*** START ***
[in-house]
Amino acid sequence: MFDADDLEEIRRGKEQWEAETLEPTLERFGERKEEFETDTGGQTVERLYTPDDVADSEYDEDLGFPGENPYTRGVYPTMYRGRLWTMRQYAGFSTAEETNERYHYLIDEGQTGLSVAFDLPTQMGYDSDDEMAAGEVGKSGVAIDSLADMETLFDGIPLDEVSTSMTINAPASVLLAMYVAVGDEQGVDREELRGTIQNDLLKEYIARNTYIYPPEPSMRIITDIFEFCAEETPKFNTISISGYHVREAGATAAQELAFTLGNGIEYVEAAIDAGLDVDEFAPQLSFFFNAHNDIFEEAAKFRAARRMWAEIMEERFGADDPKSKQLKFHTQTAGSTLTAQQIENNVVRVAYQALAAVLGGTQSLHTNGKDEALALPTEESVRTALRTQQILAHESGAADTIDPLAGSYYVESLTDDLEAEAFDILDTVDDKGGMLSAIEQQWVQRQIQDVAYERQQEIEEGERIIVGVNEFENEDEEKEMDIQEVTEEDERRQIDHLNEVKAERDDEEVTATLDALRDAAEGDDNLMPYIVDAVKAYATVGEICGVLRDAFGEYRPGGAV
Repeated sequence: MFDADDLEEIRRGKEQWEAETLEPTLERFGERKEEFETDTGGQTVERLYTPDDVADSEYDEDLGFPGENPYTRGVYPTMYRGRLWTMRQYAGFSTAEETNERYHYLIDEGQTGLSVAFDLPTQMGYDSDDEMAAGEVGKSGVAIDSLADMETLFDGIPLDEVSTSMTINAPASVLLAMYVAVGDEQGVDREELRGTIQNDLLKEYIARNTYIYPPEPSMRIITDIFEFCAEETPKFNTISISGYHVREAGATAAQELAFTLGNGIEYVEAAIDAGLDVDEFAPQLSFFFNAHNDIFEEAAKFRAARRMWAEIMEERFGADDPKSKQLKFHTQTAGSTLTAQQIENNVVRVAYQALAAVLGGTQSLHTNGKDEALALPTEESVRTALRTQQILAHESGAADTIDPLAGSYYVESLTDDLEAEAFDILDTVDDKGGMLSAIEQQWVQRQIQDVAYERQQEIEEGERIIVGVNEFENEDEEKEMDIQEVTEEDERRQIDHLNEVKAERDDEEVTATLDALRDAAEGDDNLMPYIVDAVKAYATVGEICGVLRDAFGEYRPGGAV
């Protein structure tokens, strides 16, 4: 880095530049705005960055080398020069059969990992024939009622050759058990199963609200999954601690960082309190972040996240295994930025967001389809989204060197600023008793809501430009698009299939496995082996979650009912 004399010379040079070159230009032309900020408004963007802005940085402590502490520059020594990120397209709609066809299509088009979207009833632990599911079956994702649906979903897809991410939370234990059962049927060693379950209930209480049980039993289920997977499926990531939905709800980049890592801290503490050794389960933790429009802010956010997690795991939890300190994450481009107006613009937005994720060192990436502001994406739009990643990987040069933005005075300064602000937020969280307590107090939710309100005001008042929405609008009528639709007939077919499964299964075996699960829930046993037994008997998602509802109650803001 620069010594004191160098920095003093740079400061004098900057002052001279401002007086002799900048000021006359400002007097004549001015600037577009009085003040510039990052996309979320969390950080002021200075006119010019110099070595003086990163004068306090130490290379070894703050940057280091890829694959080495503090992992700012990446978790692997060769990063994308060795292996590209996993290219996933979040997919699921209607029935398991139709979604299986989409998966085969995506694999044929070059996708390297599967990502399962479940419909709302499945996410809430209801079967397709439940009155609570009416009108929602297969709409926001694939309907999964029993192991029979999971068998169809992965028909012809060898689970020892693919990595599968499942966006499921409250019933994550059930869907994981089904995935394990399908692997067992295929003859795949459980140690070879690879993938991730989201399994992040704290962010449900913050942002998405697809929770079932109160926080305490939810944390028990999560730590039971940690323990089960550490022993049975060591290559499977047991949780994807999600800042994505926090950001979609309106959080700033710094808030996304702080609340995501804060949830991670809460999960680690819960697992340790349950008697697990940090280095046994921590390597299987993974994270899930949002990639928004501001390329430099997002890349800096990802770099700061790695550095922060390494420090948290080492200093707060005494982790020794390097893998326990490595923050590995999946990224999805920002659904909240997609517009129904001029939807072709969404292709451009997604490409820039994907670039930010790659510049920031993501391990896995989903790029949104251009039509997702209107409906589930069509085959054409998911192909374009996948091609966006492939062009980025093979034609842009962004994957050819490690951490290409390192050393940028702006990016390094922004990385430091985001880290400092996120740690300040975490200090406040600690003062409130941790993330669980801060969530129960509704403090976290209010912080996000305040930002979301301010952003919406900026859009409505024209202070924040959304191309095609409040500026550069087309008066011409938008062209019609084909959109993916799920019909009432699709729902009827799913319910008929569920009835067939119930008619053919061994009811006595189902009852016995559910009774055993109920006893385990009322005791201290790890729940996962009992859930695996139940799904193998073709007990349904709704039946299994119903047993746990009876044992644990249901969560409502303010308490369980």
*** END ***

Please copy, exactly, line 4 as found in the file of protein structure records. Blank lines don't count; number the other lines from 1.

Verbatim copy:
């Protein structure tokens, strides 16, 4: 880095530049705005960055080398020069059969990992024939009622050759058990199963609200999954601690960082309190972040996240295994930025967001389809989204060197600023008793809501430009698009299939496995082996979650009912 004399010379040079070159230009032309900020408004963007802005940085402590502490520059020594990120397209709609066809299509088009979207009833632990599911079956994702649906979903897809991410939370234990059962049927060693379950209930209480049980039993289920997977499926990531939905709800980049890592801290503490050794389960933790429009802010956010997690795991939890300190994450481009107006613009937005994720060192990436502001994406739009990643990987040069933005005075300064602000937020969280307590107090939710309100005001008042929405609008009528639709007939077919499964299964075996699960829930046993037994008997998602509802109650803001 620069010594004191160098920095003093740079400061004098900057002052001279401002007086002799900048000021006359400002007097004549001015600037577009009085003040510039990052996309979320969390950080002021200075006119010019110099070595003086990163004068306090130490290379070894703050940057280091890829694959080495503090992992700012990446978790692997060769990063994308060795292996590209996993290219996933979040997919699921209607029935398991139709979604299986989409998966085969995506694999044929070059996708390297599967990502399962479940419909709302499945996410809430209801079967397709439940009155609570009416009108929602297969709409926001694939309907999964029993192991029979999971068998169809992965028909012809060898689970020892693919990595599968499942966006499921409250019933994550059930869907994981089904995935394990399908692997067992295929003859795949459980140690070879690879993938991730989201399994992040704290962010449900913050942002998405697809929770079932109160926080305490939810944390028990999560730590039971940690323990089960550490022993049975060591290559499977047991949780994807999600800042994505926090950001979609309106959080700033710094808030996304702080609340995501804060949830991670809460999960680690819960697992340790349950008697697990940090280095046994921590390597299987993974994270899930949002990639928004501001390329430099997002890349800096990802770099700061790695550095922060390494420090948290080492200093707060005494982790020794390097893998326990490595923050590995999946990224999805920002659904909240997609517009129904001029939807072709969404292709451009997604490409820039994907670039930010790659510049920031993501391990896995989903790029949104251009039509997702209107409906589930069509085959054409998911192909374009996948091609966006492939062009980025093979034609842009962004994957050819490690951490290409390192050393940028702006990016390094922004990385430091985001880290400092996120740690300040975490200090406040600690003062409130941790993330669980801060969530129960509704403090976290209010912080996000305040930002979301301010952003919406900026859009409505024209202070924040959304191309095609409040500026550069087309008066011409938008062209019609084909959109993916799920019909009432699709729902009827799913319910008929569920009835067939119930008619053919061994009811006595189902009852016995559910009774055993109920006893385990009322005791201290790890729940996962009992859930695996139940799904193998073709007990349904709704039946299994119903047993746990009876044992644990249901969560409502303010308490369980």